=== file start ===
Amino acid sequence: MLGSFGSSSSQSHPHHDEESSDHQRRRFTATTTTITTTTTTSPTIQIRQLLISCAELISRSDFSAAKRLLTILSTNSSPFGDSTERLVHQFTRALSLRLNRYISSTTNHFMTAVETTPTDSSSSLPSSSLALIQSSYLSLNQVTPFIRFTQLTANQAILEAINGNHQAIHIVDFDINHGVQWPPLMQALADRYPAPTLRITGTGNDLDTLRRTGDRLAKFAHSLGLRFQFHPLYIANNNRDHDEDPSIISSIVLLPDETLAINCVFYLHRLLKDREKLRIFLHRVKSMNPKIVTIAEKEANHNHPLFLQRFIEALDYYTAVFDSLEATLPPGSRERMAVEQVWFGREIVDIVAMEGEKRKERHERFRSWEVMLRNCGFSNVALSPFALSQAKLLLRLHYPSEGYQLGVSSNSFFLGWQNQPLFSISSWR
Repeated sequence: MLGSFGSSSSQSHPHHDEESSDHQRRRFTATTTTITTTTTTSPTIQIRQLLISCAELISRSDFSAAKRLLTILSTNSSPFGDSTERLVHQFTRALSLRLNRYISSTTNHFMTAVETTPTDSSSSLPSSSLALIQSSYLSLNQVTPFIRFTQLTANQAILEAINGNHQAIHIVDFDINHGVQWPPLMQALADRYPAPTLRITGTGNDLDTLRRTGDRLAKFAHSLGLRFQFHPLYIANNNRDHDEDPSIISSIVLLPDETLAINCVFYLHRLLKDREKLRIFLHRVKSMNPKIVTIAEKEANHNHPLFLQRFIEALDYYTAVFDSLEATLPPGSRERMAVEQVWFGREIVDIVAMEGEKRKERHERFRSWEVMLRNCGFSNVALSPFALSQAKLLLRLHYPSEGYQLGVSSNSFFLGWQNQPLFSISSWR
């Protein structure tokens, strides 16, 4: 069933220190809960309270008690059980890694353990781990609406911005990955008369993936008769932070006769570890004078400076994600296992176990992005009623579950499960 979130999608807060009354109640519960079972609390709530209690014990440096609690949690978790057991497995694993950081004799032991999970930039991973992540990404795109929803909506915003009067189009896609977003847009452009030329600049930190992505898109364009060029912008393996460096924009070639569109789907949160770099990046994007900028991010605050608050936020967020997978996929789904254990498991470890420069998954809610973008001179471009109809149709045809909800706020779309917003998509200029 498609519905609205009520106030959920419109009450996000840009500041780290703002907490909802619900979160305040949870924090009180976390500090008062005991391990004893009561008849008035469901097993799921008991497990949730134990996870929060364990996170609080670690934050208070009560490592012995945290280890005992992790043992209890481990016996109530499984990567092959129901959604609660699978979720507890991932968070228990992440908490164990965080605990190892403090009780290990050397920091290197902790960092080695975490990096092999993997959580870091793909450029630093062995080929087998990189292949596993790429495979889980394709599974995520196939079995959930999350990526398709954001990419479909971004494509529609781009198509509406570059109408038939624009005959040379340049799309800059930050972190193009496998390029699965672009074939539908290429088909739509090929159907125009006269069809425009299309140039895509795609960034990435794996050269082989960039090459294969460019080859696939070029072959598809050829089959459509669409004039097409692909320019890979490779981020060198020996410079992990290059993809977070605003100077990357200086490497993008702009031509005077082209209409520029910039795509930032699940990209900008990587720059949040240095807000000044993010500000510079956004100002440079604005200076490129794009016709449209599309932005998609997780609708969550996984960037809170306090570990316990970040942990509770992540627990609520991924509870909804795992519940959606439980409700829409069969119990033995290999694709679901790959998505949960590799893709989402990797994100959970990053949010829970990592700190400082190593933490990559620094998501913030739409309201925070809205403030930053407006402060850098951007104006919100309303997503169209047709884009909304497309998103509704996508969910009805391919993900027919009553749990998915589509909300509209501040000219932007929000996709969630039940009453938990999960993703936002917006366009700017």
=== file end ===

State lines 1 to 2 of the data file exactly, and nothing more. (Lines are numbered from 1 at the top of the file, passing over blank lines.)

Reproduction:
Amino acid sequence: MLGSFGSSSSQSHPHHDEESSDHQRRRFTATTTTITTTTTTSPTIQIRQLLISCAELISRSDFSAAKRLLTILSTNSSPFGDSTERLVHQFTRALSLRLNRYISSTTNHFMTAVETTPTDSSSSLPSSSLALIQSSYLSLNQVTPFIRFTQLTANQAILEAINGNHQAIHIVDFDINHGVQWPPLMQALADRYPAPTLRITGTGNDLDTLRRTGDRLAKFAHSLGLRFQFHPLYIANNNRDHDEDPSIISSIVLLPDETLAINCVFYLHRLLKDREKLRIFLHRVKSMNPKIVTIAEKEANHNHPLFLQRFIEALDYYTAVFDSLEATLPPGSRERMAVEQVWFGREIVDIVAMEGEKRKERHERFRSWEVMLRNCGFSNVALSPFALSQAKLLLRLHYPSEGYQLGVSSNSFFLGWQNQPLFSISSWR
Repeated sequence: MLGSFGSSSSQSHPHHDEESSDHQRRRFTATTTTITTTTTTSPTIQIRQLLISCAELISRSDFSAAKRLLTILSTNSSPFGDSTERLVHQFTRALSLRLNRYISSTTNHFMTAVETTPTDSSSSLPSSSLALIQSSYLSLNQVTPFIRFTQLTANQAILEAINGNHQAIHIVDFDINHGVQWPPLMQALADRYPAPTLRITGTGNDLDTLRRTGDRLAKFAHSLGLRFQFHPLYIANNNRDHDEDPSIISSIVLLPDETLAINCVFYLHRLLKDREKLRIFLHRVKSMNPKIVTIAEKEANHNHPLFLQRFIEALDYYTAVFDSLEATLPPGSRERMAVEQVWFGREIVDIVAMEGEKRKERHERFRSWEVMLRNCGFSNVALSPFALSQAKLLLRLHYPSEGYQLGVSSNSFFLGWQNQPLFSISSWR